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Just a question about general terminology. A subroutine as I understand it is basically a packaged subset of instructions that a routine runs to obtain a specific result that it needs for a larger process.

What if you're studying a routine (or program, procedure, what-have-you) and discover that it's actually part of a larger routine that you didn't know was there? Obviously you can say it's a subroutine of the larger routine, but is there a specific term to label a larger routine?

Would it be a superroutine? Seems natural, but Google didn't provide many suggestions.

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    In my professional career, I've never had to deal with naming like this. Function is a function irrespective if it was called by another function (which it most likely was) or if it is calling another function.
    – Euphoric
    Jul 15 at 10:02
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    In the concrete case, the routine that calls your routine X is simply the caller of X. Jul 15 at 11:02
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    You might refer to the "calling routine" if you're specifically going one level higher. The top-level routine overall would likely be called the "main loop" or the "entry point", or something language-specific like the "sub main", or "WinMain" etc.
    – Steve
    Jul 15 at 11:07
  • Although it sounds logical, I don't think I've heard anyone say "superroutine." If it's important to make a distinction, I would call it "higher-level routine." For example, the if A calls B which calls C, then B is one level higher than C, and A is two levels higher than C. As mentioned, the one routine which is not really called by anything else in your program is called the "top-level", while the leaves are the bottom-level ones. This terminology makes sense if you imagine the function call graph as a tree, with the root at the top of the page and the leaves at the bottom.
    – Brandin
    Jul 20 at 9:02
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Names like “subroutine” are no longer common, and the term is somewhat associated with assembly code that does not use procedural and structured programming. Nowadays, “function” or “method” are more common words.

It is perfectly normal that a function works by calling other functions. This does not have a commonly used special name. However:

  • a function that calls no other functions might be called a “leaf function”, at least in the context of compiler construction.
  • a function that is not part of the public interface of a module and is only intended to be called by other functions in the module is a “helper function”.
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  • Personally, I use the term "subroutine" when I don't want to be specific as to whether I am talking about a procedure (a subroutine with side-effects), a function (a subroutine without side-effects), a method (a subroutine with privileged access to one of its arguments), or whatever else a particular language or community might call it. For example, Java has methods but no functions, C++ has functions but no methods, JavaScript has both, but methods are actually just functions, Scala has both, and they are fundamentally different, Haskell has both functions and methods, but both are … Jul 15 at 16:38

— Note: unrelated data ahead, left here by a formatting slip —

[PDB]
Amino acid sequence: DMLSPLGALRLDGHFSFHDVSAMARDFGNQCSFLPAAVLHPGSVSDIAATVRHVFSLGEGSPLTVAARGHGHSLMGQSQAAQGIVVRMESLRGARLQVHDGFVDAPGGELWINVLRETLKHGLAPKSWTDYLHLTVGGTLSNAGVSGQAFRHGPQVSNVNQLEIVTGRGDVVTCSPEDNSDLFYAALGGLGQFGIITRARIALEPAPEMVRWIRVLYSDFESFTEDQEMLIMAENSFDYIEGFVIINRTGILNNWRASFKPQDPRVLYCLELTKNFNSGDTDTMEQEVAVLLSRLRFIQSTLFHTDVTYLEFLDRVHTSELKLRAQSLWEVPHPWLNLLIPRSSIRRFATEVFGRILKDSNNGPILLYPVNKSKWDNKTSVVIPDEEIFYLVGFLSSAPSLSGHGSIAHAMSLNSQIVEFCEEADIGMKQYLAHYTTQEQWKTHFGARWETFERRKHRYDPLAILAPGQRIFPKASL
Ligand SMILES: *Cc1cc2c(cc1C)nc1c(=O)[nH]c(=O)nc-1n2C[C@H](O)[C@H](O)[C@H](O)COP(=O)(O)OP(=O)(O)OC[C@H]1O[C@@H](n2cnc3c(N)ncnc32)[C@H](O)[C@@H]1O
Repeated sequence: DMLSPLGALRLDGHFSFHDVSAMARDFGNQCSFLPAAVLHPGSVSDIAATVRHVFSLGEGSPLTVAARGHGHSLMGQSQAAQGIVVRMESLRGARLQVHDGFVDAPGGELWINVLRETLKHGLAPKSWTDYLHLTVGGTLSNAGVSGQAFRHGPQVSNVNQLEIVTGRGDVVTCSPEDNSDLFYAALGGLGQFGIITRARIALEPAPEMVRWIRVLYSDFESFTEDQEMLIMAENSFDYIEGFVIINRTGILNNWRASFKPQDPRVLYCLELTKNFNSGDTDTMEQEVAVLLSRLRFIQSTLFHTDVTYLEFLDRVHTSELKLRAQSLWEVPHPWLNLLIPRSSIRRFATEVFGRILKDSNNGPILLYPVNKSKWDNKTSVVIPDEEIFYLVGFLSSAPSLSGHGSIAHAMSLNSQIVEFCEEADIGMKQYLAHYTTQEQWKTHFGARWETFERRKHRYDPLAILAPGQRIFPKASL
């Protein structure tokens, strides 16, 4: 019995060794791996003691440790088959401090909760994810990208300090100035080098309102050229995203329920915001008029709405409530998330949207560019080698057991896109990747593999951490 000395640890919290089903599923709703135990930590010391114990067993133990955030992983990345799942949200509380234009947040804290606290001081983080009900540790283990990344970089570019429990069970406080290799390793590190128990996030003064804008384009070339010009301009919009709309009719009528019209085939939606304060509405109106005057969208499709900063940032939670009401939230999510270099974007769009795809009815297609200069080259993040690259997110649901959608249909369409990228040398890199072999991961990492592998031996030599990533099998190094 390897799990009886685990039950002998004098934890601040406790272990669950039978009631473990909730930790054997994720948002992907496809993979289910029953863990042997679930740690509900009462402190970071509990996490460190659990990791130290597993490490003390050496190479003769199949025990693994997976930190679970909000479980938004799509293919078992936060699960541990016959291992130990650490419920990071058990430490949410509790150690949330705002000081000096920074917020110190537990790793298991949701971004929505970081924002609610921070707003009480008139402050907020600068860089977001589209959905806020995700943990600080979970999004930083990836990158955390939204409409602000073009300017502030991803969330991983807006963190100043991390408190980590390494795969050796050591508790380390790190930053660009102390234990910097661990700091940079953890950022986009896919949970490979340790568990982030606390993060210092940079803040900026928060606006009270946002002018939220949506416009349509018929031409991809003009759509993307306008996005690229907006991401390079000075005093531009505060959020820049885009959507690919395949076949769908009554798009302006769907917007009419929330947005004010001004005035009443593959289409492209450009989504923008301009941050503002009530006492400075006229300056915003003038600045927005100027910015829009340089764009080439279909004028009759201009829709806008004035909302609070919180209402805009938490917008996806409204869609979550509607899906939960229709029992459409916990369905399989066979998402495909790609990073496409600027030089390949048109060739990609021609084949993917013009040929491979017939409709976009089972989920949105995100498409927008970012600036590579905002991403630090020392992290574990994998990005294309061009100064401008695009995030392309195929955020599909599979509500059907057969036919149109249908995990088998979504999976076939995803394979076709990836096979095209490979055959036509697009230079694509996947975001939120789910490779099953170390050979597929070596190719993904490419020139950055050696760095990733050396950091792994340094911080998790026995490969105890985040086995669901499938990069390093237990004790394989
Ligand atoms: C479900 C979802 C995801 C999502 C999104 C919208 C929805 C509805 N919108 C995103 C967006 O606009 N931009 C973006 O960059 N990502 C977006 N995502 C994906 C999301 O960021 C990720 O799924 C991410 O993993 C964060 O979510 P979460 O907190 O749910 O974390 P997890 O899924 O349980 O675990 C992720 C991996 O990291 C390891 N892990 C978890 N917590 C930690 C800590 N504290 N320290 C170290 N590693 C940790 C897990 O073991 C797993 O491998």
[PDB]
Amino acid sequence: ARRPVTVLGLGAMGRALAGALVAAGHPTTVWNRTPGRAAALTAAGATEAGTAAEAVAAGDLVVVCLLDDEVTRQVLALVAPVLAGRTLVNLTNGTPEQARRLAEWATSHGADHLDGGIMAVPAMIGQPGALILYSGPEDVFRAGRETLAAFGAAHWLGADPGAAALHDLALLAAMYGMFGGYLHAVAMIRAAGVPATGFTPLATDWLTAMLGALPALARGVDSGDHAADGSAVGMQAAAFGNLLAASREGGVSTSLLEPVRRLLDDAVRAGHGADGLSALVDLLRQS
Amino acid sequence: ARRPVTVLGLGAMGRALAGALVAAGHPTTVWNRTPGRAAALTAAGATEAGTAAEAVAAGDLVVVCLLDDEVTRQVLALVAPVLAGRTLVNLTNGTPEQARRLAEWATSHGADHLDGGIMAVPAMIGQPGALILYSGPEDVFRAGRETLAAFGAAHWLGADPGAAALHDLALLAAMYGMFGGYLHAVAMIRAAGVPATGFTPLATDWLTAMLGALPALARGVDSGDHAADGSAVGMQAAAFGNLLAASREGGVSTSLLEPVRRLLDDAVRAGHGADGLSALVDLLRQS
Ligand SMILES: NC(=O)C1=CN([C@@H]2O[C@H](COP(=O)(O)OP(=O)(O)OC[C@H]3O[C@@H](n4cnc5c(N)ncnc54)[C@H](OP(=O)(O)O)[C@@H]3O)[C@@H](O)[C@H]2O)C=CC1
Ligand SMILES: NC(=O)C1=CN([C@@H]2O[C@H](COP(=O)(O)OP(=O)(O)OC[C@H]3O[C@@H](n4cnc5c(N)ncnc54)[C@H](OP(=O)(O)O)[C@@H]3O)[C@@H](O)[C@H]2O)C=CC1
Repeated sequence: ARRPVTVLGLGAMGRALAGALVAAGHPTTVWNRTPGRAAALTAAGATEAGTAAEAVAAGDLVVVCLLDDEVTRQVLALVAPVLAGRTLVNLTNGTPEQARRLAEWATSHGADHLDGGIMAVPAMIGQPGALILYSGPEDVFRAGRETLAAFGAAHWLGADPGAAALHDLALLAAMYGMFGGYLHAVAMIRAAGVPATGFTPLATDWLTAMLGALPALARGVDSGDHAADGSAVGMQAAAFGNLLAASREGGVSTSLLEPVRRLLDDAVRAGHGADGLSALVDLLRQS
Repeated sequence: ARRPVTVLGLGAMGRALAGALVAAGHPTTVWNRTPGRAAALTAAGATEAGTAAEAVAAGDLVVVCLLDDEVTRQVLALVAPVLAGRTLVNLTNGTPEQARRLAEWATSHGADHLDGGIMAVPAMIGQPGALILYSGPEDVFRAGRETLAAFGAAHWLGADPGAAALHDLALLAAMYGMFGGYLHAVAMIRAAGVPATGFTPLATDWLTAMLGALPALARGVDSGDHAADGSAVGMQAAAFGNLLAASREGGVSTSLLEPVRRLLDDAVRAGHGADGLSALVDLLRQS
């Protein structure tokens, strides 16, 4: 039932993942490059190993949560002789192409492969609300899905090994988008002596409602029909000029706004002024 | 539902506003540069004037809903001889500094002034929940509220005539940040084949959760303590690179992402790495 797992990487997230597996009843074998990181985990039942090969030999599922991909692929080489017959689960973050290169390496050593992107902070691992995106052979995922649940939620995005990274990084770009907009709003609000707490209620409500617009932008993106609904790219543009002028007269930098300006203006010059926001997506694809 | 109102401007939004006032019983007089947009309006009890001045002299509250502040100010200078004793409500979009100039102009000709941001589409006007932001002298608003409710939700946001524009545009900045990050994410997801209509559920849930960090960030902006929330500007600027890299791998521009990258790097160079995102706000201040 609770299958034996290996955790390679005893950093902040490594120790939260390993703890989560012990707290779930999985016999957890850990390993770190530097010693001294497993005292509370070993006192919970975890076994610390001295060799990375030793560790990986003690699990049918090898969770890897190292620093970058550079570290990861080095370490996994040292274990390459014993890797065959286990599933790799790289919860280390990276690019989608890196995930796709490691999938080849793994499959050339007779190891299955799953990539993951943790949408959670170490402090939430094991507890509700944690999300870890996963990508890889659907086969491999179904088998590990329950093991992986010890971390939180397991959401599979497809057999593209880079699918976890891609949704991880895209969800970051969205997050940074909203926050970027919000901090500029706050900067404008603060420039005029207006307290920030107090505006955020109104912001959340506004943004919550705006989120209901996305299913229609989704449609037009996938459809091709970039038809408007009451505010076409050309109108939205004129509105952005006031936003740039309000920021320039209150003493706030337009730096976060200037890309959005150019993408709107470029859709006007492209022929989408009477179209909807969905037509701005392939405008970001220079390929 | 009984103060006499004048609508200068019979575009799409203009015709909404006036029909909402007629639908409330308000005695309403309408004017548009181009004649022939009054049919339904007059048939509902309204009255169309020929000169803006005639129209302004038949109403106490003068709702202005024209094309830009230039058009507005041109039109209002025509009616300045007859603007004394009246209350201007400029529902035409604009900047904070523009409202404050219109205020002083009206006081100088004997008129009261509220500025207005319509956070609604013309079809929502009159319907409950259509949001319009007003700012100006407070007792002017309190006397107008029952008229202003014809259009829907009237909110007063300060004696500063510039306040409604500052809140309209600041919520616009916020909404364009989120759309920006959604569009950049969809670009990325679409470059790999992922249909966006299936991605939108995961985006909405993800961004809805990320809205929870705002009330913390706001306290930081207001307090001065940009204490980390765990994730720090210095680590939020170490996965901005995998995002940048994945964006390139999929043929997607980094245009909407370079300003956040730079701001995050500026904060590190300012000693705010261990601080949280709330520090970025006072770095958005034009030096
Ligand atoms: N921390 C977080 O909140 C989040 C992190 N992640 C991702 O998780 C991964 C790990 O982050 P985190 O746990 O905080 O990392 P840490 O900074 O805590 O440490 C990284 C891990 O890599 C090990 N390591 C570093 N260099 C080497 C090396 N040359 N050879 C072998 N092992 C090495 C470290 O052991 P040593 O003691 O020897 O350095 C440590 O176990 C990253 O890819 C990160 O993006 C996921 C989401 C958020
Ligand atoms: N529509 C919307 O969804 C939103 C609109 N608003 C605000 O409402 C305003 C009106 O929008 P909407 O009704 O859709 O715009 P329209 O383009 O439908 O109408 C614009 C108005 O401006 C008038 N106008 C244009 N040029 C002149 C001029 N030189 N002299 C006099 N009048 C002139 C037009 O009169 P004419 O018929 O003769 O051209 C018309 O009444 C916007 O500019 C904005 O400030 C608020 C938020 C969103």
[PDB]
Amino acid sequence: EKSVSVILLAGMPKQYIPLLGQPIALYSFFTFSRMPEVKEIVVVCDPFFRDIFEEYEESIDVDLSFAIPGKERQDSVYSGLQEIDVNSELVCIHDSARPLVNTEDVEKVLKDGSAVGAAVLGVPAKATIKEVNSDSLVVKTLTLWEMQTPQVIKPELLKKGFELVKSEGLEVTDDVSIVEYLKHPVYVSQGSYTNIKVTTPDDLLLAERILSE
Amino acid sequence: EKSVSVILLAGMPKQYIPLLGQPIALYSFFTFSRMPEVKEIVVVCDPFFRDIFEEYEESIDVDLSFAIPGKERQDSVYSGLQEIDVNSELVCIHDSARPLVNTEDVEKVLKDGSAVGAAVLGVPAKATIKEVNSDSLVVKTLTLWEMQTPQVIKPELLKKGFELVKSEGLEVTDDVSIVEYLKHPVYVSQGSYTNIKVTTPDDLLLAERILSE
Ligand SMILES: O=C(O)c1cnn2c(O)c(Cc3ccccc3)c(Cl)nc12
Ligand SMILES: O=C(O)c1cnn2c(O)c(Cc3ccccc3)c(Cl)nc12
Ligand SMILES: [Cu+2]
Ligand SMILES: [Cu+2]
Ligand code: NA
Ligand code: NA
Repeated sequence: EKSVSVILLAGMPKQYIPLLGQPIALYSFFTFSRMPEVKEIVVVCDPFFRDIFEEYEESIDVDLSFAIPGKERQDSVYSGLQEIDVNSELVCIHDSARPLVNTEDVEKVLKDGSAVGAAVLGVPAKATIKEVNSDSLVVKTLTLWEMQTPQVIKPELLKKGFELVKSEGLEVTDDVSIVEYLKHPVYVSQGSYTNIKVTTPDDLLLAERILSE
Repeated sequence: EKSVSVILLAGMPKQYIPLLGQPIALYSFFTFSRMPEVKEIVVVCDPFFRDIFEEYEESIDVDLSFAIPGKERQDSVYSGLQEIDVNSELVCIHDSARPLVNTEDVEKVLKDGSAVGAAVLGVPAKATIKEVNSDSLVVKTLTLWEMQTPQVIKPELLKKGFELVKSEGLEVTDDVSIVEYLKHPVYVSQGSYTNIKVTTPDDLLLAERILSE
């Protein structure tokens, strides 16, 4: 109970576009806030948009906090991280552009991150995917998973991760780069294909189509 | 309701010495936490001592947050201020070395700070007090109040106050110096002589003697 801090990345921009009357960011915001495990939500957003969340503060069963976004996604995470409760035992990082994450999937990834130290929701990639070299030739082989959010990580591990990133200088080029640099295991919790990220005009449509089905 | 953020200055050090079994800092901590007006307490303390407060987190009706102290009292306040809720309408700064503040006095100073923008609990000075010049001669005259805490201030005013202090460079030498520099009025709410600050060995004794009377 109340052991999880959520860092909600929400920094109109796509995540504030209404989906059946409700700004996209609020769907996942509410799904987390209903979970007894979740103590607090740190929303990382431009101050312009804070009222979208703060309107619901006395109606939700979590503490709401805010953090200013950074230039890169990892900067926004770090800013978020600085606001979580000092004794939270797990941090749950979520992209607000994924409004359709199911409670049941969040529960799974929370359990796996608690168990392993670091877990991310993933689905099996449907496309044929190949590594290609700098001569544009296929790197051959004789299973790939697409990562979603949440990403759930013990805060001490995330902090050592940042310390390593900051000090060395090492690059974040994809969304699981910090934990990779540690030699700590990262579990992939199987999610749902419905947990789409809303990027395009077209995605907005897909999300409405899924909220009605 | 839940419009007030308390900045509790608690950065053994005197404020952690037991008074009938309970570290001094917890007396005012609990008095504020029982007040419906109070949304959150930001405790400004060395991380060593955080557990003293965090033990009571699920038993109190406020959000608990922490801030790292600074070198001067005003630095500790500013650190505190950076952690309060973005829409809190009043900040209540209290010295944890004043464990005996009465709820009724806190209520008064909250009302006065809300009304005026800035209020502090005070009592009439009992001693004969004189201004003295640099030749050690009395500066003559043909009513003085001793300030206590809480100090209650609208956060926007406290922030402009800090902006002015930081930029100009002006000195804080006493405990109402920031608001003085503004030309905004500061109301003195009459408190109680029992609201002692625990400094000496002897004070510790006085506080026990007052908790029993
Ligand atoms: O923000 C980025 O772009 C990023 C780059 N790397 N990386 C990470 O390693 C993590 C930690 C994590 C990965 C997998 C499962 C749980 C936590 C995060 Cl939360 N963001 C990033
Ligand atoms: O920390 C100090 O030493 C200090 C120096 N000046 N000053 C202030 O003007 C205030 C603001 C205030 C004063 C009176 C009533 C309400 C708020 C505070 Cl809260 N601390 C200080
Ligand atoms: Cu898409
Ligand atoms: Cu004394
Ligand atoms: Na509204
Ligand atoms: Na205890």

• … fundamentally different from JavaScript's, etc. Because the term "subroutine" is so archaic, it seems to work well as a hypernym of all of those. Jul 15 at 16:38
  • Although note that Eiffel uses the term routine for what is more commonly called method, and attribute for what is more commonly called instance variable or field, and uses feature as the hypernym for both, which would more commonly be called member. Anyway, +1 for "leaf" and "helper". Jul 15 at 16:39
  • @JörgWMittag While every language has it's own terminology, I'm not sure if subroutine is widely understood as an overarching concept. For example, it would be unusual to consider a callable objects such as closures or C++ functors as subroutines, except perhaps in the context of Perl. For me, the archaicism of the term strongly evokes the punch card era with all the adventurous programming practices of the time. Nowadays, “function” seems to be the most general term in a language-agnostic setting.
    – amon
    Jul 15 at 17:13
  • In C++, functions on a class are formally called member functions, but colloquially such member functions are also known as methods. Interestingly, the creator of that language uses the term 'method' specifically to refer to a member function which is virtual, which is as far as I know, is not a very common way to use the term 'method'.
    – Brandin
    Jul 20 at 9:09

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